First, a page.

bating in which direction, strolled over to
look at a three-holed bidarkiy laid keel up
on the biggest of the driftwood platforms.

"These people have been prosperous
enough before this winter."

" Lots can say the same," was the de-
jected answer, as Burnet moved farther



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MONICA'S VILLAGE



21



away to look at the only kyak he remem-
bered seeing up the river. This one was
evidently old, but ingeniously ornamented
with beluga teeth and bits of ivory carved
into crows' heads.

** How can they live in such wretched-
ness—fellas who can turn out a piece o'
work like this ? " The colonel was still ex-
amining the admirably made bidarki. There
was not a rivet, not a- scrap of metal, in the
whole adroit combination of wood and
hide and sinew.

Here and there, half -buried in the snow
about the platforms, were rude wooden
masks, such as are worn at native feasts.
Was it possible that such people had ever
danced ? Perhaps their fathers had ; and
these, their sorrowful children, in sight of
the evidence of better days, stood with
heavy looks and down-hung heads, as if
rebuked by the memory of the skill and
the merry-making of their sires.

The white man has not even set these
people on his map, but they shiver in the
white man's cheap cotton, having bartered
their costly fiu«. White traders and pro-
spectors have slaughtered caribou by the
herd, and left them to rot on the hills.
The few that escape are scared away by the
white man's steamers. Very necessary that
some of the Indians should find their way
to the nearest trading-post. Lacking the
wild meat their fathers flourished on, they
would buy or beg a little flour, and come
back here to die. There is no commoner
story in the North.

On the same platform with the bidarki,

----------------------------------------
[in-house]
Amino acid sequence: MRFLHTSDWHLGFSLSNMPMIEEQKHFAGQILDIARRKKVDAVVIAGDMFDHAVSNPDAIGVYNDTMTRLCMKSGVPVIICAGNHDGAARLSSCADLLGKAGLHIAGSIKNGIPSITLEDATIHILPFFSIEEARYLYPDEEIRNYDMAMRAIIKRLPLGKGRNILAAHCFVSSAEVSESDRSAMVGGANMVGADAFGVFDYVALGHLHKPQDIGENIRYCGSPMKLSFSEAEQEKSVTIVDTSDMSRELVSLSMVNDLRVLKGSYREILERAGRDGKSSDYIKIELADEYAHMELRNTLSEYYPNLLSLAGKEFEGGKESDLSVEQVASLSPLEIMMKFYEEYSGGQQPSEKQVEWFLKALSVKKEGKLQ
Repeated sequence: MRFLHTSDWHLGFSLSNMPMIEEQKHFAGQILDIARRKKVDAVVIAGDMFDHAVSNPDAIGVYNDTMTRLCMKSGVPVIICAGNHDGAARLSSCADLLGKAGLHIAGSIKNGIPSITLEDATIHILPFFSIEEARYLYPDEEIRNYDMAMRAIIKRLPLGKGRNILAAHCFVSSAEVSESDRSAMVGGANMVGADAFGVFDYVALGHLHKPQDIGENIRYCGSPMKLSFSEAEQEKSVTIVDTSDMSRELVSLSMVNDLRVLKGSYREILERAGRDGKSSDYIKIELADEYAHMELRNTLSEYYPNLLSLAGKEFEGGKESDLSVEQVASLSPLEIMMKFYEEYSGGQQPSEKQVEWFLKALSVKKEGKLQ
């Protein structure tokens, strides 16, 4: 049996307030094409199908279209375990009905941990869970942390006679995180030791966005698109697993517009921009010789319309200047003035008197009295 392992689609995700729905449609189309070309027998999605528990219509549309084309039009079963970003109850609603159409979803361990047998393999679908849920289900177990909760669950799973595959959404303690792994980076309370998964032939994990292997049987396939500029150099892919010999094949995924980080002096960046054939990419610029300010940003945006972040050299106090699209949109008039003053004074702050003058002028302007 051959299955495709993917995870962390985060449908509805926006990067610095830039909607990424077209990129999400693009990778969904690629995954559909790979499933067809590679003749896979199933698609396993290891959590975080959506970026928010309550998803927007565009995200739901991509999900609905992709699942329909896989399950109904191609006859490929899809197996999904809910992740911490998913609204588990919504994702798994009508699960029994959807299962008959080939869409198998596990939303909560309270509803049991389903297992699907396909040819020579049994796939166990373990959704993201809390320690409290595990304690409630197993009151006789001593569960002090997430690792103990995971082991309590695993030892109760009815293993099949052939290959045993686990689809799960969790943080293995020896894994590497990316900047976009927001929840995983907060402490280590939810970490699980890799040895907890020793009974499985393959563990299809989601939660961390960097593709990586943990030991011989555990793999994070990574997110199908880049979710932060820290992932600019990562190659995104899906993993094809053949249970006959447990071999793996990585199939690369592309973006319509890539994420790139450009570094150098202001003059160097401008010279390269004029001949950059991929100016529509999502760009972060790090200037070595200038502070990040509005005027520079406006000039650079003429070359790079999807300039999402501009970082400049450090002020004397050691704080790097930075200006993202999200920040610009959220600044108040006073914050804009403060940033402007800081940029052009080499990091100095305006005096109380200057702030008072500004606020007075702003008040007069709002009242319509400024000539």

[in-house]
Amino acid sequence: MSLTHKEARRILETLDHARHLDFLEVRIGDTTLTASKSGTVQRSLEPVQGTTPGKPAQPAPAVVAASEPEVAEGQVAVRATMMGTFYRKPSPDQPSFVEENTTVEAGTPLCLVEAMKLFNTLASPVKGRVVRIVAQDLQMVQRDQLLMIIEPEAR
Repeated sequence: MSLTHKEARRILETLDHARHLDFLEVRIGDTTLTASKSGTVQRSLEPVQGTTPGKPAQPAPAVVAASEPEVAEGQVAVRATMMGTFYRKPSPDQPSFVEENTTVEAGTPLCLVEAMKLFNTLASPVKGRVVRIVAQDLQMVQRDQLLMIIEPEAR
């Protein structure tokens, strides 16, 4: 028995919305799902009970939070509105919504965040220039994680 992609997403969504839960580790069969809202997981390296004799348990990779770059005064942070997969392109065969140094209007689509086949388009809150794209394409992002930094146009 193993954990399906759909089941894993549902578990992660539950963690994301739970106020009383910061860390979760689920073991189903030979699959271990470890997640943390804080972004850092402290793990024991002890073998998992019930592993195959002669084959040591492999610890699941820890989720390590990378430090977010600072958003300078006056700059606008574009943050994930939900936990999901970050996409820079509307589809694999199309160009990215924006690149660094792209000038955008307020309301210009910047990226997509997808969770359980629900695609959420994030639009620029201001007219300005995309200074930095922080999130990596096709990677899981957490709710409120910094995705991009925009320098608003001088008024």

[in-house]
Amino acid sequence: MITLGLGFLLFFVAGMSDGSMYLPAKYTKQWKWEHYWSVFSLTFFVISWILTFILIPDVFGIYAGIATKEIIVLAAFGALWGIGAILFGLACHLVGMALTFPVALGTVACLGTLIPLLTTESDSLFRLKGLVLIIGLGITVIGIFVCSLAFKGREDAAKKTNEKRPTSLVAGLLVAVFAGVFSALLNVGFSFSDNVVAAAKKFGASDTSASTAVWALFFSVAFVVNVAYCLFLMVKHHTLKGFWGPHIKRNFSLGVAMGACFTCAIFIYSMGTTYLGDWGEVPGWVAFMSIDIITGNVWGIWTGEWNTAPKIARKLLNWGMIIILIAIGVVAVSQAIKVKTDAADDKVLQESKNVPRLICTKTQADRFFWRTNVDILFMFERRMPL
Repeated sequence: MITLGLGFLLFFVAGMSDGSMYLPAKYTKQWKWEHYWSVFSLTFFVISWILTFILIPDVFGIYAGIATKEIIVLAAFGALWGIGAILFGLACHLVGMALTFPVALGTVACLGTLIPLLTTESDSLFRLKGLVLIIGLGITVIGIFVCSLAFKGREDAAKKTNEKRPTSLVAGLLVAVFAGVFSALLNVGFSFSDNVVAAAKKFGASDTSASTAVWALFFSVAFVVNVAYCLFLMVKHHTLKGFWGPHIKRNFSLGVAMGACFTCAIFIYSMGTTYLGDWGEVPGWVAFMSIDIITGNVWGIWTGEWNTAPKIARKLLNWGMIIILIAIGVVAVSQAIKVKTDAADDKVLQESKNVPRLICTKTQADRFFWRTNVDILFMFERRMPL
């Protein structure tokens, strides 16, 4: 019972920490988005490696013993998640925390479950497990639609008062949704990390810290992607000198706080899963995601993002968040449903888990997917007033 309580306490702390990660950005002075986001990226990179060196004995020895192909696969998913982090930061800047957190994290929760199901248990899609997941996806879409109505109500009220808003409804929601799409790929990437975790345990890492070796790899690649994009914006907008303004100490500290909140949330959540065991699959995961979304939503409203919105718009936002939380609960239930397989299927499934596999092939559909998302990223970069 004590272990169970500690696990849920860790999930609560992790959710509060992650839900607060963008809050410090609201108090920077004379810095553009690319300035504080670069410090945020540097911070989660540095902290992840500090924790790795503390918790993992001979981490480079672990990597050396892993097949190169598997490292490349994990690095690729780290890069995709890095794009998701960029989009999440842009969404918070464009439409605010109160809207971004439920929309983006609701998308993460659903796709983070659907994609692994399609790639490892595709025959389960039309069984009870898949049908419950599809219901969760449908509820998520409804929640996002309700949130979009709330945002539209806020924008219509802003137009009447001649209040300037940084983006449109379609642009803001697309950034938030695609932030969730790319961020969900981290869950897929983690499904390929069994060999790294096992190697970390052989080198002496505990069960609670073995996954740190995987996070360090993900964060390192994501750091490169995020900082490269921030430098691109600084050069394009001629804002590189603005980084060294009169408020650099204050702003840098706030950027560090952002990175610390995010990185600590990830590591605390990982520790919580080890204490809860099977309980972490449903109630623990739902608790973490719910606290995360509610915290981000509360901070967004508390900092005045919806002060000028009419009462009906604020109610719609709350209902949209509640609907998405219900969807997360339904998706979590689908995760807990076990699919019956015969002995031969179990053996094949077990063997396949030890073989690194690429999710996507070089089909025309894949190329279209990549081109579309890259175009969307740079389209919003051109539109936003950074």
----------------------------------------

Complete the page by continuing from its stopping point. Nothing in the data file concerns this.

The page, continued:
half under snow, was a long, narrow roll,
wrapped in a finely woven grass mat and
a bit of old sail ; beyond that—

"Hooray!"

" A sled ! Yes, sir ; a tiptopper ! "

It was overlaid with paddles, boat-hooks,
throwing-stick, etc. ; but they pulled it
down, dumped out what snow the wind
had left along with fishing-tackle, floats,
decoys, and various unknown objects, joy-
fully agreeing there was " nothing the mat-
ter with this sled, anyhow."

" Did you notice what was wrapped in
the long bundle ? " inquired the colonel,
briskly. As Burnet laid his hand on the
crisply frozen grass mat, a commotion in
the camp made him turn his head. Several
Indians were running toward the white
men with sharp cries and angry gesticu-
lations.



The strangers stared. " It 's all right,"
they called out. " Whatever we take, we
pay."

" Heap tabak," Burnet assured them.

But it was obvious that, by means of
a telegraphy invisible, some stirring news
had spread. Other groups were converging
toward the first ; even the sick and old came
running as if for life. The very dogs forgot
fish and private feuds, and followed their
masters, howling. The little huts yawned,
and out came more people than they could
hold— like a thousand yards of ribbon from
a conjurer's hat. On they came, scream-
ing, crying, catching up sticks on the way,
menacing the white men as they gathered
about.

" What the devil 's the matter with you ? "

But they only seized hold of the sled,
feverishly pulling it away from the white
man's reluctant hands, pushing the stran-
gers back from the platform and screaming
abuse above the howling of the dogs.

"ITiey 've gone clean crazy," said the
colonel. He pulled out some black Jack
and waved it over their heads; but the